A debate raged during a community meeting Wednesday night, over the spread of deadly infectious diseases and plans for a bio-safety laboratory at Kalaeloa.
Hawaii is a destination of visitors from around the world, but some of those tourists could bring more than just sunscreen and luggage to the islands.
"We are vulnerable to infectious diseases, just due to the global travel of people," said Keith Mattson, the project manager for Pacific Health Research Laboratory.
Bird flu, SARS, even forms of tuberculosis could be carried to Hawaii. If there was a pandemic, the state's current bio-safety labs may not be able to keep up.
"We would be overwhelmed. If we had to depend on labs on the mainland, we would have to deal with time and priority concerns. We may not be their top priority, but for this lab Hawaii would be a priority," said Mattson.
While many feel Hawaii is vulnerable to infectious diseases coming out across the Pacific, some at Wednesday's meeting were more concerned with infectious diseases coming out of the new lab.
"I don't want pathogens in the air. I don't want us to get sick. Instead of a new laboratory being a good thing for anyone, it is not going to help us," said Maylene Keamo, a Kapolei Resident.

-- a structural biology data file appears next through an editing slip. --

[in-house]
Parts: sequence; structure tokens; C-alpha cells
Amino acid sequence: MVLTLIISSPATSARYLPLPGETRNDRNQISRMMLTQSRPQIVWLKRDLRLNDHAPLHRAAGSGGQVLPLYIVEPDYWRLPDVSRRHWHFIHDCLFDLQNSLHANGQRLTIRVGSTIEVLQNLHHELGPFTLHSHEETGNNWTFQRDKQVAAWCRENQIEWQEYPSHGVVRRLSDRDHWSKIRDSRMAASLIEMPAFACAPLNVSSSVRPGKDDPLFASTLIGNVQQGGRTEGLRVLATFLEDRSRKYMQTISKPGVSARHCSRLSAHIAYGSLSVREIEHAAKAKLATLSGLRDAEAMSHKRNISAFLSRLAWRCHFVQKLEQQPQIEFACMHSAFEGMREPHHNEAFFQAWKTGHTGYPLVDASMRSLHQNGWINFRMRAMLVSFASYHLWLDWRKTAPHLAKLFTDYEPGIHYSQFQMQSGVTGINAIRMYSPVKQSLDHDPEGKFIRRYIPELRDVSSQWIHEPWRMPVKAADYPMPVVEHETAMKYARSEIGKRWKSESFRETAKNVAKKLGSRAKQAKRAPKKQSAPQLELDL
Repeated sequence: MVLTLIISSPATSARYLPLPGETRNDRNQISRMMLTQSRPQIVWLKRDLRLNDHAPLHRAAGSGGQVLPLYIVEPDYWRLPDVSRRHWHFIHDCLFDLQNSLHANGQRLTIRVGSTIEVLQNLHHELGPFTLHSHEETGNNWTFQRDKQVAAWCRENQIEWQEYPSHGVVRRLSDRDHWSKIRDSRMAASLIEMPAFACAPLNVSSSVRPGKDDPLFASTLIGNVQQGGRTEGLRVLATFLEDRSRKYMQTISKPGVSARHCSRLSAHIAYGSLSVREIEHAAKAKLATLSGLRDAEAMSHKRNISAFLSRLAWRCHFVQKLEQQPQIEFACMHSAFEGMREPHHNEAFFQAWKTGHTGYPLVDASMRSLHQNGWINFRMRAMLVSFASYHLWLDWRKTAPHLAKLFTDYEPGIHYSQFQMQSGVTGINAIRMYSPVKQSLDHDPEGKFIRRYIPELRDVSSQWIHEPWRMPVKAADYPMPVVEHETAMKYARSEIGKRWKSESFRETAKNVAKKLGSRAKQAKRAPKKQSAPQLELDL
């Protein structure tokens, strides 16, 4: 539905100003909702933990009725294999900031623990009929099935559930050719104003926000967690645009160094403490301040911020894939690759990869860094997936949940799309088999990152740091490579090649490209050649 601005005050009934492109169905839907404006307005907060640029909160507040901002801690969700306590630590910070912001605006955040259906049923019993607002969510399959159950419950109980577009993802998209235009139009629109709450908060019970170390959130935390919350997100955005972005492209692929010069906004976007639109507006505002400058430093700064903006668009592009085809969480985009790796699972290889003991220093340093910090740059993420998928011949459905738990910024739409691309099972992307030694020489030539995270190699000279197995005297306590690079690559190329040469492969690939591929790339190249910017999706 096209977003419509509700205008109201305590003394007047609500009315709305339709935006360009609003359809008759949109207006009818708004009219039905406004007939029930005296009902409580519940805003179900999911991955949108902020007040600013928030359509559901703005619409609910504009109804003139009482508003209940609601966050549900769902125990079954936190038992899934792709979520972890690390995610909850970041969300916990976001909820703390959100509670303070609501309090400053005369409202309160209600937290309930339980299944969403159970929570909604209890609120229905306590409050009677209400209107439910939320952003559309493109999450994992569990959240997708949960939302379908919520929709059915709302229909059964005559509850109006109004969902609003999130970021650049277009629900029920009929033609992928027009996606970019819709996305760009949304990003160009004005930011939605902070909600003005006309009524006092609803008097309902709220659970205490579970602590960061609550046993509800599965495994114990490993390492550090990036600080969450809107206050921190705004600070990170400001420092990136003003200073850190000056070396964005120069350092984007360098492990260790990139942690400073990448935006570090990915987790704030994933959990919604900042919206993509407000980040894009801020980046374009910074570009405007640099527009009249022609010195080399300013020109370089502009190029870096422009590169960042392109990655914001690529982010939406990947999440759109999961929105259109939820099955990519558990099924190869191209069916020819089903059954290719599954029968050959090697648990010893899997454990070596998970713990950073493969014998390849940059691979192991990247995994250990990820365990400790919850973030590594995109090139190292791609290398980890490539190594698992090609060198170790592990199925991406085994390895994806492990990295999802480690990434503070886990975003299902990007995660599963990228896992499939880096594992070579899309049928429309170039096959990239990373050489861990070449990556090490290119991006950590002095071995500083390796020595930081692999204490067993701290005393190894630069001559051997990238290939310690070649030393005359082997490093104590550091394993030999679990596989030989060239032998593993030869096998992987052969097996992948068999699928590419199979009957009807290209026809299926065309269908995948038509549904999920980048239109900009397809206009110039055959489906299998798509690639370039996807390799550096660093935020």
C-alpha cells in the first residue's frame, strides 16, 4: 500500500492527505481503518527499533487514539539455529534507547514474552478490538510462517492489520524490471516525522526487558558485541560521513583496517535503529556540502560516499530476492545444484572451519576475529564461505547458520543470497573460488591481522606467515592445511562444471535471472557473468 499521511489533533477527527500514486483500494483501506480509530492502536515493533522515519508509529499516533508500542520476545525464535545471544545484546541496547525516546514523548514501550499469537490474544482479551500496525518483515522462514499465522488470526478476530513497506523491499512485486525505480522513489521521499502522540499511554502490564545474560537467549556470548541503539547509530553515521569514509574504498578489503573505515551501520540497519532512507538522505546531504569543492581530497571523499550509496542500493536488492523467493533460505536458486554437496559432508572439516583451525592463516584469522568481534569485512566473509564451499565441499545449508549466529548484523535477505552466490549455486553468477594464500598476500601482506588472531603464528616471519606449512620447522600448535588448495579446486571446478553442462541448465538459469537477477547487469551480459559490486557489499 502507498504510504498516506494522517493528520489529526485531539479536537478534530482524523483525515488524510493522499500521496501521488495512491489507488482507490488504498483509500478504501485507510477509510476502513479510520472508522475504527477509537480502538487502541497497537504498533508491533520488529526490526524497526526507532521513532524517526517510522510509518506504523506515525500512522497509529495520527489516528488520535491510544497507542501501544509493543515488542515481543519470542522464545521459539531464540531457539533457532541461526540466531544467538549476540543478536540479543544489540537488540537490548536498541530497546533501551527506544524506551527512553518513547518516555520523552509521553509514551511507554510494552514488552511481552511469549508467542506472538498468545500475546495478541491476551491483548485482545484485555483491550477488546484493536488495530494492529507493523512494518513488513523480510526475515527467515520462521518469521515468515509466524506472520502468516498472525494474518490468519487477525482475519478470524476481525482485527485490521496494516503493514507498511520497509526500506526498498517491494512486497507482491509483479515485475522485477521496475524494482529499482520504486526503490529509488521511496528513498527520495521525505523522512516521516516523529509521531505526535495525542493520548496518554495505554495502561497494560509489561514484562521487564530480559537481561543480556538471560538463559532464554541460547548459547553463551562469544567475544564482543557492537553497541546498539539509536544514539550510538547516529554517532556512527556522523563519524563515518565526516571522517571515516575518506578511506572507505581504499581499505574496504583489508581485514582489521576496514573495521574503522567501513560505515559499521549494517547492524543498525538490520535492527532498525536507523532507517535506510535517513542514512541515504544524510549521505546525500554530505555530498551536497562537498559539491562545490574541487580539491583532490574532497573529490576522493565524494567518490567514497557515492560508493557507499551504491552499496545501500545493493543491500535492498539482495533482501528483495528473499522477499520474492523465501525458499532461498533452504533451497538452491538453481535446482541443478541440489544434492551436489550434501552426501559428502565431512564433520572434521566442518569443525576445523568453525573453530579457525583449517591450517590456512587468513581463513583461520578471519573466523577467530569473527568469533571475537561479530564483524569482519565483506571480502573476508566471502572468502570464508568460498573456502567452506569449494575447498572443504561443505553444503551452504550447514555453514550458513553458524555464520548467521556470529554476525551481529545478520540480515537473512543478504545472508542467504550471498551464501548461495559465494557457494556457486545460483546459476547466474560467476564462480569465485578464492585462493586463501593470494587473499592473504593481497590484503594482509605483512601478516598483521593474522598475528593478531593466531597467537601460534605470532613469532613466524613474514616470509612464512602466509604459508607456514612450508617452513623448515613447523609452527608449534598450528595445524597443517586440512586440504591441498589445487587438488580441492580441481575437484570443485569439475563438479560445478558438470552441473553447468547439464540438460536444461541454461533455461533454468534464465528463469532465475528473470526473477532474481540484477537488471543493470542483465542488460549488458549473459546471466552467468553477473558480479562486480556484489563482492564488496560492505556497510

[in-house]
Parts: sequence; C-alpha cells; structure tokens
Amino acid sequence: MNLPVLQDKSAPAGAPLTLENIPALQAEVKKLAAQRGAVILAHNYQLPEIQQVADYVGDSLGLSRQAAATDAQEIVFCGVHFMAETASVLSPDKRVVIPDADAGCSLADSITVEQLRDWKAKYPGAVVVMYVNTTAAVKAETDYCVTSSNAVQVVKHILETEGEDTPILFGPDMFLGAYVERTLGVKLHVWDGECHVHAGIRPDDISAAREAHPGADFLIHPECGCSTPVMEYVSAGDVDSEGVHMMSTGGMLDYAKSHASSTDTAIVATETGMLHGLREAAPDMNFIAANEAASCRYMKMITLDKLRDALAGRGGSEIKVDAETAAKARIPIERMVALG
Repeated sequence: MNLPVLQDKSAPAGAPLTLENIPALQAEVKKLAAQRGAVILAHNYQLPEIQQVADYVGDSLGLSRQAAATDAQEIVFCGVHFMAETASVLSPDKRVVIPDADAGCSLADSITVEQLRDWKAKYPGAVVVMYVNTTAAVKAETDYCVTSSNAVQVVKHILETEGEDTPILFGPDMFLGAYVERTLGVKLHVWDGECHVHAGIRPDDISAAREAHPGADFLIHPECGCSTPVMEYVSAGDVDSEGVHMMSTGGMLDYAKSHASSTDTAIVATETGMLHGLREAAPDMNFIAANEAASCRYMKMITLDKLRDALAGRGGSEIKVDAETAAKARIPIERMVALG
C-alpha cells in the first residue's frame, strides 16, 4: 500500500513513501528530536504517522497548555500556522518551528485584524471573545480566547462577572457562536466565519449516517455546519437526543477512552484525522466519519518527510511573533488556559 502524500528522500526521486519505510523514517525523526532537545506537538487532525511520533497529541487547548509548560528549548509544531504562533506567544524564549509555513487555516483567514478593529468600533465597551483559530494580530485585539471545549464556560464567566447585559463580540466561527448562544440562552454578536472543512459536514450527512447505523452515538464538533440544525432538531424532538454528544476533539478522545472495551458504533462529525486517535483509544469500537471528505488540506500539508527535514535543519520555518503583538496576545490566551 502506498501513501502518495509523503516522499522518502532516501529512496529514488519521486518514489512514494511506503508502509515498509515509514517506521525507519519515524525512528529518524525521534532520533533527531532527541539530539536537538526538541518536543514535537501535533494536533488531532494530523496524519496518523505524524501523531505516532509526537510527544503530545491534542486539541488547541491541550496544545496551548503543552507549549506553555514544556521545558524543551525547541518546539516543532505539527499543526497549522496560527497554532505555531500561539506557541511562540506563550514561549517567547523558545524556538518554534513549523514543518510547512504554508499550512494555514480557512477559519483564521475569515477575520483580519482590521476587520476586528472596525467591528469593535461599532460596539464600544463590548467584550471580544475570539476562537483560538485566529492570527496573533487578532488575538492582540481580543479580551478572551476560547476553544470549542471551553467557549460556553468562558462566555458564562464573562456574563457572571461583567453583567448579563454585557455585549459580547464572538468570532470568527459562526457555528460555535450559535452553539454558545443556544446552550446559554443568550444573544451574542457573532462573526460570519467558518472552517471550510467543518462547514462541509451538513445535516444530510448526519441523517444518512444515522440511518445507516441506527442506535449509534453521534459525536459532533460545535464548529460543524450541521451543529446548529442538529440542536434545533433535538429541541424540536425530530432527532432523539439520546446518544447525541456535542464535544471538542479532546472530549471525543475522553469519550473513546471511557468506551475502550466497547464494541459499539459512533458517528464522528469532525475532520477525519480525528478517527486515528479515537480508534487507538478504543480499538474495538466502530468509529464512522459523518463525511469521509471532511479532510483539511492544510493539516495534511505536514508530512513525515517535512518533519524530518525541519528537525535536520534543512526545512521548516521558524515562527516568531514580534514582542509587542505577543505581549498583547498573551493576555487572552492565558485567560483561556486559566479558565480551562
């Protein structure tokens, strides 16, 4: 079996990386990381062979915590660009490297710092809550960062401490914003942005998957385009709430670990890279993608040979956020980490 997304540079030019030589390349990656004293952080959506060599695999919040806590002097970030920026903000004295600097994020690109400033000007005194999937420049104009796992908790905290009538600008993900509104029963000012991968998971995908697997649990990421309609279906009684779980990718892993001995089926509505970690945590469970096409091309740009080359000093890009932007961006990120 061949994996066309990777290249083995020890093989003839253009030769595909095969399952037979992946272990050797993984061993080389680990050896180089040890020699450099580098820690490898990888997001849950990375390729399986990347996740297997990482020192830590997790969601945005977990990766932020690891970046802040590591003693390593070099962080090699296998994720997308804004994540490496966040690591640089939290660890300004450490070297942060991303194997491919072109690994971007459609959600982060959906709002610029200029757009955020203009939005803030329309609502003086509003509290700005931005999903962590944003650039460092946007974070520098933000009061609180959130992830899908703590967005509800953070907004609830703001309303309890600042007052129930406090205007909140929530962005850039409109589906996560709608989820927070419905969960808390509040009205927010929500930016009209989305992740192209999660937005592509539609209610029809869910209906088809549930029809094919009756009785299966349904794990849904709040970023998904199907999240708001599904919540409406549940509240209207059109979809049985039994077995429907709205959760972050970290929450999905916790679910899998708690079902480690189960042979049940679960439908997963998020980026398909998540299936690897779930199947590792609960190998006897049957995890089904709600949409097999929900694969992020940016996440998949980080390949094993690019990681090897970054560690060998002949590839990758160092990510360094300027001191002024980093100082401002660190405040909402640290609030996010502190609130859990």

Mattson says there have been no problems with pathogens coming out of the state's current labs, during the past nine years. But some were focused on Hawaii's deadly history with infectious diseases that have been introduced to the islands.
"I'm Hawaiian and 90,000 to 900,000 Hawaiians died over diseases, when those diseases came to Hawaii. This is an insult to Hawaiians," said Dean Kalani Capelouto, a Makakilo resident.
The proposed lab run by the University of Hawaii would cover two acres, over what is currently a parking lot in Kalaeloa next to the Hawaii National Guard base. At 31,000 square feet, it would be the state's largest facility. While safety is the number one concern, other leeward Oahu residents said they were simply tired of getting stuck with projects no other community wants.
"We have the Waimanalo Gulch Landfill, the H-power plant. We have become the dumping grounds of the entire island. This bio-safety lab doesn't belong here," said Honolulu City Councilman Tom Berg.
"We have all the hazards and pollutants in our district. We have enough already," added Marissa Capelouto, with the Kapolei/Makakilo Neighborhood Board.
More community meetings will be held to inform residents of the National Institute of Health's plans, which call for more than a dozen bio-safety labs run by universities across the country. The nearest currently operating facility is in Colorado.
Meanwhile, an environmental assessment of the proposed lab is being conducted. The results are expected to be released at the end of the summer.